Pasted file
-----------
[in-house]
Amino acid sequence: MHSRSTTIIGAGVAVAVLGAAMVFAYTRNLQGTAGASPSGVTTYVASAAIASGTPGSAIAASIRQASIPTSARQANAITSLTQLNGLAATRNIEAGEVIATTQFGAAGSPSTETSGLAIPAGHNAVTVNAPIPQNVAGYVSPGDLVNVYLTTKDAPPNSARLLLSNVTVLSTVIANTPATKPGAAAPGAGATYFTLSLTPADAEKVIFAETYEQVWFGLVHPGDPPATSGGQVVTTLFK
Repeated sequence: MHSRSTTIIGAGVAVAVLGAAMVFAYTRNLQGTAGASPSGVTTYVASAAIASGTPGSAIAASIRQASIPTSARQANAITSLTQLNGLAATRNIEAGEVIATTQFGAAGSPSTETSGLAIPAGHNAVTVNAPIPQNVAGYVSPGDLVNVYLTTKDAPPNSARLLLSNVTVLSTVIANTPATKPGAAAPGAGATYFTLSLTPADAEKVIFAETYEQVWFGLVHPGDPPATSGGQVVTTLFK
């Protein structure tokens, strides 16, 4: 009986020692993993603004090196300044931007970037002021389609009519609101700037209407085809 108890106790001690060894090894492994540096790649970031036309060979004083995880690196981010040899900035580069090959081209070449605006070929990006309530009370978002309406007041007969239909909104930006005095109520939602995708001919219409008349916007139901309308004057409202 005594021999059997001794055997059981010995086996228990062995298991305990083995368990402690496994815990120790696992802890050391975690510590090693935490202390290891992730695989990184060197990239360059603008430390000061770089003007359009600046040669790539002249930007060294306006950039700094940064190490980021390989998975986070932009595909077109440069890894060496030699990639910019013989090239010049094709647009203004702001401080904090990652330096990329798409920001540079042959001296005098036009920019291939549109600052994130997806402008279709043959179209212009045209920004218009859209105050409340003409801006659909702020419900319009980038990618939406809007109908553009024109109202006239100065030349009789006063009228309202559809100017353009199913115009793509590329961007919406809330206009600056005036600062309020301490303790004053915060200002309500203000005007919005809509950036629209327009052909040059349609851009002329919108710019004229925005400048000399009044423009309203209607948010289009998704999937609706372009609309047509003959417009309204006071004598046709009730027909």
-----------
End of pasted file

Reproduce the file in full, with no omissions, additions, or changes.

[in-house]
Amino acid sequence: MHSRSTTIIGAGVAVAVLGAAMVFAYTRNLQGTAGASPSGVTTYVASAAIASGTPGSAIAASIRQASIPTSARQANAITSLTQLNGLAATRNIEAGEVIATTQFGAAGSPSTETSGLAIPAGHNAVTVNAPIPQNVAGYVSPGDLVNVYLTTKDAPPNSARLLLSNVTVLSTVIANTPATKPGAAAPGAGATYFTLSLTPADAEKVIFAETYEQVWFGLVHPGDPPATSGGQVVTTLFK
Repeated sequence: MHSRSTTIIGAGVAVAVLGAAMVFAYTRNLQGTAGASPSGVTTYVASAAIASGTPGSAIAASIRQASIPTSARQANAITSLTQLNGLAATRNIEAGEVIATTQFGAAGSPSTETSGLAIPAGHNAVTVNAPIPQNVAGYVSPGDLVNVYLTTKDAPPNSARLLLSNVTVLSTVIANTPATKPGAAAPGAGATYFTLSLTPADAEKVIFAETYEQVWFGLVHPGDPPATSGGQVVTTLFK
């Protein structure tokens, strides 16, 4: 009986020692993993603004090196300044931007970037002021389609009519609101700037209407085809 108890106790001690060894090894492994540096790649970031036309060979004083995880690196981010040899900035580069090959081209070449605006070929990006309530009370978002309406007041007969239909909104930006005095109520939602995708001919219409008349916007139901309308004057409202 005594021999059997001794055997059981010995086996228990062995298991305990083995368990402690496994815990120790696992802890050391975690510590090693935490202390290891992730695989990184060197990239360059603008430390000061770089003007359009600046040669790539002249930007060294306006950039700094940064190490980021390989998975986070932009595909077109440069890894060496030699990639910019013989090239010049094709647009203004702001401080904090990652330096990329798409920001540079042959001296005098036009920019291939549109600052994130997806402008279709043959179209212009045209920004218009859209105050409340003409801006659909702020419900319009980038990618939406809007109908553009024109109202006239100065030349009789006063009228309202559809100017353009199913115009793509590329961007919406809330206009600056005036600062309020301490303790004053915060200002309500203000005007919005809509950036629209327009052909040059349609851009002329919108710019004229925005400048000399009044423009309203209607948010289009998704999937609706372009609309047509003959417009309204006071004598046709009730027909």